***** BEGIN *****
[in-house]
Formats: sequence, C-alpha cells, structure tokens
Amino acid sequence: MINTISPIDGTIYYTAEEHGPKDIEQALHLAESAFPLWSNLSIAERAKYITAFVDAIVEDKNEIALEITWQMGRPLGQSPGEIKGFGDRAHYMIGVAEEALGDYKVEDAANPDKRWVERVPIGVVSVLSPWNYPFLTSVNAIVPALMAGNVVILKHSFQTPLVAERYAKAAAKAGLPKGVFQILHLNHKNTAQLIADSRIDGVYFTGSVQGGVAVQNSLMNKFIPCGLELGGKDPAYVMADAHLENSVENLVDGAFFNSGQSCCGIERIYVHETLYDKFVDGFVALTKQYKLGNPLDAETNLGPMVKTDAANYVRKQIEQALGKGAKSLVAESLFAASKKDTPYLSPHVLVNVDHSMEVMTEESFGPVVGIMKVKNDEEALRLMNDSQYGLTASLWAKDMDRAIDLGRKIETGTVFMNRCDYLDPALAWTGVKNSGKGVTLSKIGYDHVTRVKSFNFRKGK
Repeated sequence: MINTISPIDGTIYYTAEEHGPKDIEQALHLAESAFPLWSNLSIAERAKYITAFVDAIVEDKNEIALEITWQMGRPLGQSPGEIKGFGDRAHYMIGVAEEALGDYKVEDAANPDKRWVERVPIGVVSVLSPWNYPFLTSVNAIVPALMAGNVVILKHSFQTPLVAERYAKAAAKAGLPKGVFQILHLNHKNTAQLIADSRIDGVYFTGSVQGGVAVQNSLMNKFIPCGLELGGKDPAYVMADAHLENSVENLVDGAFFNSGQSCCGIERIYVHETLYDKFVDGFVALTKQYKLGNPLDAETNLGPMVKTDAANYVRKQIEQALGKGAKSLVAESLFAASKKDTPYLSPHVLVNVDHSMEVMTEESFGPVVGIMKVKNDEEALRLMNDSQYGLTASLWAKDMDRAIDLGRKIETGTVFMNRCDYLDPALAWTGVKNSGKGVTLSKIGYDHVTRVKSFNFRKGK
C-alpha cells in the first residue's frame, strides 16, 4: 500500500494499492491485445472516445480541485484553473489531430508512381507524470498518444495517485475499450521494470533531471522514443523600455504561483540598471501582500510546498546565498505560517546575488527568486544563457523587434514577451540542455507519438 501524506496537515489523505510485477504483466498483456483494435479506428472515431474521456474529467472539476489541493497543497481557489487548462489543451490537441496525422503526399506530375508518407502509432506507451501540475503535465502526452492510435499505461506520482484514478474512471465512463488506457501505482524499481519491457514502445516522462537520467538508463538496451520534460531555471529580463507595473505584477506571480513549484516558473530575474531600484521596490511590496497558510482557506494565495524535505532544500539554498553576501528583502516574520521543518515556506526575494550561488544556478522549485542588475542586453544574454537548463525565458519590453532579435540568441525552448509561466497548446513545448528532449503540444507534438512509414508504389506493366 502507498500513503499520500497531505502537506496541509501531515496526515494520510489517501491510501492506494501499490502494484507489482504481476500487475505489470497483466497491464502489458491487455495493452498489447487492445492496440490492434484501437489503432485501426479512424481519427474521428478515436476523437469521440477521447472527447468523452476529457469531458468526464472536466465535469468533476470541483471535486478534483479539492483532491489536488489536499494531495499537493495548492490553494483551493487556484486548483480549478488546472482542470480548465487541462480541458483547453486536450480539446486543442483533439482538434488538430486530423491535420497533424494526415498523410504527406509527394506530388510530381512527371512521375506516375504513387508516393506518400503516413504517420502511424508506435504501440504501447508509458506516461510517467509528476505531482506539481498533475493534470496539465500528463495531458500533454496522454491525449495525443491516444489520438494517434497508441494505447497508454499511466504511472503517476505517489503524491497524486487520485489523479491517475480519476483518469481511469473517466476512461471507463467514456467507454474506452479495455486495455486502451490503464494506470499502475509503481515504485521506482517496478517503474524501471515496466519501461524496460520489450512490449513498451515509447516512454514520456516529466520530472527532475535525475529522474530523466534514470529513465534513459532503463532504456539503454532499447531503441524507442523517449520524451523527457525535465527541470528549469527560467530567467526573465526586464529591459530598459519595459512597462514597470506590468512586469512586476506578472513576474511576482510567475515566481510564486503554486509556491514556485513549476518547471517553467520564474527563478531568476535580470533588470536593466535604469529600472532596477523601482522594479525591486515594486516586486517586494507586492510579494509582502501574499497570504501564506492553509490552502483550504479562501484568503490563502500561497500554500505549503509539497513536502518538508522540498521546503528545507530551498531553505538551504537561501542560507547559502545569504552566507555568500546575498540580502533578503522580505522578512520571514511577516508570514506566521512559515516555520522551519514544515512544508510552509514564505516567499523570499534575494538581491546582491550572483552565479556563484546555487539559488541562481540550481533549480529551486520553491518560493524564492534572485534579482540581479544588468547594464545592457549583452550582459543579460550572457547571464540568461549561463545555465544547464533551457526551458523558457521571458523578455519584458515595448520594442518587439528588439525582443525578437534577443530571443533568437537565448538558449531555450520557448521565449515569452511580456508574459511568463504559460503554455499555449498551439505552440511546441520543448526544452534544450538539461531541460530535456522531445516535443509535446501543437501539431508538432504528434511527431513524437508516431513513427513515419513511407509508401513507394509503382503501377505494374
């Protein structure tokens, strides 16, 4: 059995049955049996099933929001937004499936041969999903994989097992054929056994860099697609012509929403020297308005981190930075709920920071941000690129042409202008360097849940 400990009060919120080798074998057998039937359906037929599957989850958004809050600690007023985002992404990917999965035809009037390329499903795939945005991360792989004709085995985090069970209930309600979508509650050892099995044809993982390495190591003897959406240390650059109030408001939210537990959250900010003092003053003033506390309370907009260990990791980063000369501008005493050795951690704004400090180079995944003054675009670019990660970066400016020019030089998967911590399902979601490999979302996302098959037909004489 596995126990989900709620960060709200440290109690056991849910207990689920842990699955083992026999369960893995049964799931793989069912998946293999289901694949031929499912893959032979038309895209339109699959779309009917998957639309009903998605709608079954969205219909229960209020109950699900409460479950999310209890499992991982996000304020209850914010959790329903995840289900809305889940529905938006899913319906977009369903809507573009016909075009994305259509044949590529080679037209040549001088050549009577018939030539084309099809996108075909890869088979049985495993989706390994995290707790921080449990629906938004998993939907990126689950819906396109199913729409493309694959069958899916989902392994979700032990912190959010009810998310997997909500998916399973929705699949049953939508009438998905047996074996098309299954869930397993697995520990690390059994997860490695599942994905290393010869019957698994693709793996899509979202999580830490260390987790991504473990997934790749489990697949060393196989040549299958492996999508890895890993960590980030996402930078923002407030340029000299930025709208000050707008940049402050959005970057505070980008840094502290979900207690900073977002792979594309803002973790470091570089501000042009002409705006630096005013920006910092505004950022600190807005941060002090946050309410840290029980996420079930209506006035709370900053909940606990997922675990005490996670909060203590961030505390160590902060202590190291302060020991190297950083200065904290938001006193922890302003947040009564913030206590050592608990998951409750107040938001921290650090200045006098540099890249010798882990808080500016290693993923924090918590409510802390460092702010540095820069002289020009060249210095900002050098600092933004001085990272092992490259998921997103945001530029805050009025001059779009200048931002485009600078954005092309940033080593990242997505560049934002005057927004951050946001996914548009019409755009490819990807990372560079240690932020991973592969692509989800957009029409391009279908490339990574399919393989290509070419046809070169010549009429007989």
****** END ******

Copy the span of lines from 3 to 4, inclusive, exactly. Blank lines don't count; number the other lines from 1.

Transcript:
Amino acid sequence: MINTISPIDGTIYYTAEEHGPKDIEQALHLAESAFPLWSNLSIAERAKYITAFVDAIVEDKNEIALEITWQMGRPLGQSPGEIKGFGDRAHYMIGVAEEALGDYKVEDAANPDKRWVERVPIGVVSVLSPWNYPFLTSVNAIVPALMAGNVVILKHSFQTPLVAERYAKAAAKAGLPKGVFQILHLNHKNTAQLIADSRIDGVYFTGSVQGGVAVQNSLMNKFIPCGLELGGKDPAYVMADAHLENSVENLVDGAFFNSGQSCCGIERIYVHETLYDKFVDGFVALTKQYKLGNPLDAETNLGPMVKTDAANYVRKQIEQALGKGAKSLVAESLFAASKKDTPYLSPHVLVNVDHSMEVMTEESFGPVVGIMKVKNDEEALRLMNDSQYGLTASLWAKDMDRAIDLGRKIETGTVFMNRCDYLDPALAWTGVKNSGKGVTLSKIGYDHVTRVKSFNFRKGK
Repeated sequence: MINTISPIDGTIYYTAEEHGPKDIEQALHLAESAFPLWSNLSIAERAKYITAFVDAIVEDKNEIALEITWQMGRPLGQSPGEIKGFGDRAHYMIGVAEEALGDYKVEDAANPDKRWVERVPIGVVSVLSPWNYPFLTSVNAIVPALMAGNVVILKHSFQTPLVAERYAKAAAKAGLPKGVFQILHLNHKNTAQLIADSRIDGVYFTGSVQGGVAVQNSLMNKFIPCGLELGGKDPAYVMADAHLENSVENLVDGAFFNSGQSCCGIERIYVHETLYDKFVDGFVALTKQYKLGNPLDAETNLGPMVKTDAANYVRKQIEQALGKGAKSLVAESLFAASKKDTPYLSPHVLVNVDHSMEVMTEESFGPVVGIMKVKNDEEALRLMNDSQYGLTASLWAKDMDRAIDLGRKIETGTVFMNRCDYLDPALAWTGVKNSGKGVTLSKIGYDHVTRVKSFNFRKGK